Independence Day in Zimbabwe
Independence Day in Zimbabwe is celebrated on April 18. It commemorates the country’s independence from the United Kingdom in 1980.
The first Europeans to arrive in what is today Zimbabwe were the Portuguese. However, they failed to establish a colony because of the resistance of local kingdoms. The British arrived in the 1880s with the British South Africa Company. In 1898, the territory was officially named Southern Rhodesia after Cecil Rhodes, a British businessman, magnate and politician who founded the British South Africa Company.
In 1923, Southern Rhodesia became a self-governing colony within the British Empire, meaning that its government was able to make most decisions without the colonial power’s approval. During the Second World War, many Rhodesians participated in various military campaigns on behalf of the United Kingdom. The Royal Family even visited the colony at the and of the war to thank its people for their bravery.
After the war, the world’s colonial system began to collapse. Afraid of losing its African territories, the UK created the short-lived Federation of Rhodesia and Nyasaland in 1953. It was a semi-Dominion comprising the territories of present-day Zimbabwe, Zambia, and Malawi. The Federation was dissolved on December 31, 1963. Nyasaland and Northern Rhodesia promptly declared their independence as Malawi and Zambia, respectively.
Southern Rhodesia, however, remained a British colony and changed its name to simply Rhodesia, although the UK didn’t recognize the new name officially. The colony was ruled by a white minority government, and the UK adopted the “no independence before majority rule” policy and refused to recognize the independence of Rhodesia unless it implemented majority rule.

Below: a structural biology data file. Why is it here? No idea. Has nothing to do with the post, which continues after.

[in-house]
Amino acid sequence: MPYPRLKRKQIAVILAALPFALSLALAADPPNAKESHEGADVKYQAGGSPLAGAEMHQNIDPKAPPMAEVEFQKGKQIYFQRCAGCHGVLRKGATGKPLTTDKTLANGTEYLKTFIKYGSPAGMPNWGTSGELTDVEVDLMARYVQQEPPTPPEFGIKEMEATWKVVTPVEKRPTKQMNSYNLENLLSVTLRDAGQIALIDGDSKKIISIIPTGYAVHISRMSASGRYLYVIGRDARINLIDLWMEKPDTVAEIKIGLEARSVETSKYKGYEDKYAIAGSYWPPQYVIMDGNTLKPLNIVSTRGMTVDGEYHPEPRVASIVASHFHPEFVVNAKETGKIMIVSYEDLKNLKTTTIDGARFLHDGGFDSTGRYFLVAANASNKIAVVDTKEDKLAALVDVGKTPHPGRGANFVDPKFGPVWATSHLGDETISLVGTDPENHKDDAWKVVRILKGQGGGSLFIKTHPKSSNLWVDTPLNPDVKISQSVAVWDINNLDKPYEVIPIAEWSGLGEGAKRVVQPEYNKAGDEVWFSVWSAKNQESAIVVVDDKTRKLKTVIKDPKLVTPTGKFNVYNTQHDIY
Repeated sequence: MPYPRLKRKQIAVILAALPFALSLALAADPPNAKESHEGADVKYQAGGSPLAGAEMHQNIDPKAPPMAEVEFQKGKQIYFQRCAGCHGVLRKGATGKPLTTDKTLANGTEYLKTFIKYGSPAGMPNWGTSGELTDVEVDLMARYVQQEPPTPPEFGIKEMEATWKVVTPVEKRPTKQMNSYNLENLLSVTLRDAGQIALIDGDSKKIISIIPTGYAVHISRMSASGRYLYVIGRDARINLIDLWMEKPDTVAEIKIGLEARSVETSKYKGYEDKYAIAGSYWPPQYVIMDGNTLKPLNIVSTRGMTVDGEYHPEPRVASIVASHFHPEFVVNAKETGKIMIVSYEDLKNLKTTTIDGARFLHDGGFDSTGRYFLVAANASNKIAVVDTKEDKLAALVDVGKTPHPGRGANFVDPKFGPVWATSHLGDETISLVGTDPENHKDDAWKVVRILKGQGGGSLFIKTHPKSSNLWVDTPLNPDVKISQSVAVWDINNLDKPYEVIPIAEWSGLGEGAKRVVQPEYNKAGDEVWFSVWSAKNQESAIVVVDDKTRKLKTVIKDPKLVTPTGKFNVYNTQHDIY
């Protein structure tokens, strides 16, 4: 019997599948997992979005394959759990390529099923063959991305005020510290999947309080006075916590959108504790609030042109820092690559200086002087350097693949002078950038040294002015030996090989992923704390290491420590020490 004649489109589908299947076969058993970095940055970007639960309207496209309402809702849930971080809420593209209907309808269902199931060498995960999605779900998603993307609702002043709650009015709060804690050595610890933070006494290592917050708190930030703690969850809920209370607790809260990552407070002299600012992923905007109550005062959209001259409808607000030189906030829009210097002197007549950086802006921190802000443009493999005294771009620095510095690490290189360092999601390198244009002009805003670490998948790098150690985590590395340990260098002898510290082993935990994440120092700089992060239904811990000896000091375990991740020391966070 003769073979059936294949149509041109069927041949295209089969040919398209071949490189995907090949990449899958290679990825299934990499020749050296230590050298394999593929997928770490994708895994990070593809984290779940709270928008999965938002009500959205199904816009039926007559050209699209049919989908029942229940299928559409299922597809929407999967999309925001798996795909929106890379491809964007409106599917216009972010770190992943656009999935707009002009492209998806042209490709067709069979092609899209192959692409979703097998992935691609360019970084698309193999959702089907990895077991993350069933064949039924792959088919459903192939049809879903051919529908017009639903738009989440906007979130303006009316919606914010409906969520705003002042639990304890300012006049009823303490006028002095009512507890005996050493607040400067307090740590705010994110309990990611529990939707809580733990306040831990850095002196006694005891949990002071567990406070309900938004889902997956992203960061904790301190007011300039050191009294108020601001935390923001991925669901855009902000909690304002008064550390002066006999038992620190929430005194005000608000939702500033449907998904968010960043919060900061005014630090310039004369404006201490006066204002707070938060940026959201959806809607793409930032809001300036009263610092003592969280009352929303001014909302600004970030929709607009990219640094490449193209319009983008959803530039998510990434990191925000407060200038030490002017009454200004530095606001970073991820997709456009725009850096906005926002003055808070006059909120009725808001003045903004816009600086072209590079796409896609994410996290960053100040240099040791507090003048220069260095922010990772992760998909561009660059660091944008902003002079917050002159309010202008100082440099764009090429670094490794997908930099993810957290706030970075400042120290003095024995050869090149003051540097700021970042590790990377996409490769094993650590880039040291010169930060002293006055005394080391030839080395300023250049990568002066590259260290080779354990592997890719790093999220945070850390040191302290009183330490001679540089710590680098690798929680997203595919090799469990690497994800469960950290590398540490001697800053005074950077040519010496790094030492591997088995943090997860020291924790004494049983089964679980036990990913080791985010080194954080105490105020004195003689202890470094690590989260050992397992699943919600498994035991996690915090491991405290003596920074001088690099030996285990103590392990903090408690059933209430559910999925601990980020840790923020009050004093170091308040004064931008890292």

In 1965, the white-minority Rhodesian government declared the independence of Rhodesia. It was not recognized by the UK and sparked a civil war, commonly known as the Rhodesian Bush War, that lasted for 15 years. The war led to the end of the white majority rule and the implementation of universal suffrage. When the war was over, Zimbabwe officially became an independent state on April 18, 1980.
Zimbabwe Independence Day is celebrated with flag hoisting ceremonies and solemn speeches. A military parade is held in the country’s capital of Harare. Public celebrations usually take place at one of the two large stadiums in Harare, the National Sports Stadium or the Rufaro Stadium. Releasing white doves to the sound of the national hymn has become an Independence Day staple. This tradition symbolizes peace across the nation.
However, the celebrations have been subdued over the past few years due to socioeconomic problems. Many business owners prefer to keep operating on this day, despite the fact that Independence Day is a non-working public holiday.
In 2018, Zimbabwe marked its first Independence Day without Robert Mugabe in power, who had ruled the country for more than two and the half decades. Many people considered this celebration the beginning of a new era in the country’s history.